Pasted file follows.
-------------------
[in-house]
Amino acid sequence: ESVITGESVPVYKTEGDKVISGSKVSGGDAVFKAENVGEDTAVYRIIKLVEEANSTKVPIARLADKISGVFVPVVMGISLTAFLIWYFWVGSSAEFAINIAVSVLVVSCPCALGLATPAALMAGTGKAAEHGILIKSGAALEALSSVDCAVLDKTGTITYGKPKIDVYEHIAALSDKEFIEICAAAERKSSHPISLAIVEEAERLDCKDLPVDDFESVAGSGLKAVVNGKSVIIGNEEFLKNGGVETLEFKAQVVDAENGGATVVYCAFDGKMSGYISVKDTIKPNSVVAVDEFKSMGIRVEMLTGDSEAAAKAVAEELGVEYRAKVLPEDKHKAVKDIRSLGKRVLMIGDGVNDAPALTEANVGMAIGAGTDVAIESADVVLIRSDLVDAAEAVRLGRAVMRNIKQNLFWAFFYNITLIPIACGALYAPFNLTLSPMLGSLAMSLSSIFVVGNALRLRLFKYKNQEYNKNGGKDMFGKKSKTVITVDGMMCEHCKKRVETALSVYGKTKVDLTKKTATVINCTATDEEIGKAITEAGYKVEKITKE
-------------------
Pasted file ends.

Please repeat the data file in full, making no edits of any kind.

[in-house]
Amino acid sequence: ESVITGESVPVYKTEGDKVISGSKVSGGDAVFKAENVGEDTAVYRIIKLVEEANSTKVPIARLADKISGVFVPVVMGISLTAFLIWYFWVGSSAEFAINIAVSVLVVSCPCALGLATPAALMAGTGKAAEHGILIKSGAALEALSSVDCAVLDKTGTITYGKPKIDVYEHIAALSDKEFIEICAAAERKSSHPISLAIVEEAERLDCKDLPVDDFESVAGSGLKAVVNGKSVIIGNEEFLKNGGVETLEFKAQVVDAENGGATVVYCAFDGKMSGYISVKDTIKPNSVVAVDEFKSMGIRVEMLTGDSEAAAKAVAEELGVEYRAKVLPEDKHKAVKDIRSLGKRVLMIGDGVNDAPALTEANVGMAIGAGTDVAIESADVVLIRSDLVDAAEAVRLGRAVMRNIKQNLFWAFFYNITLIPIACGALYAPFNLTLSPMLGSLAMSLSSIFVVGNALRLRLFKYKNQEYNKNGGKDMFGKKSKTVITVDGMMCEHCKKRVETALSVYGKTKVDLTKKTATVINCTATDEEIGKAITEAGYKVEKITKE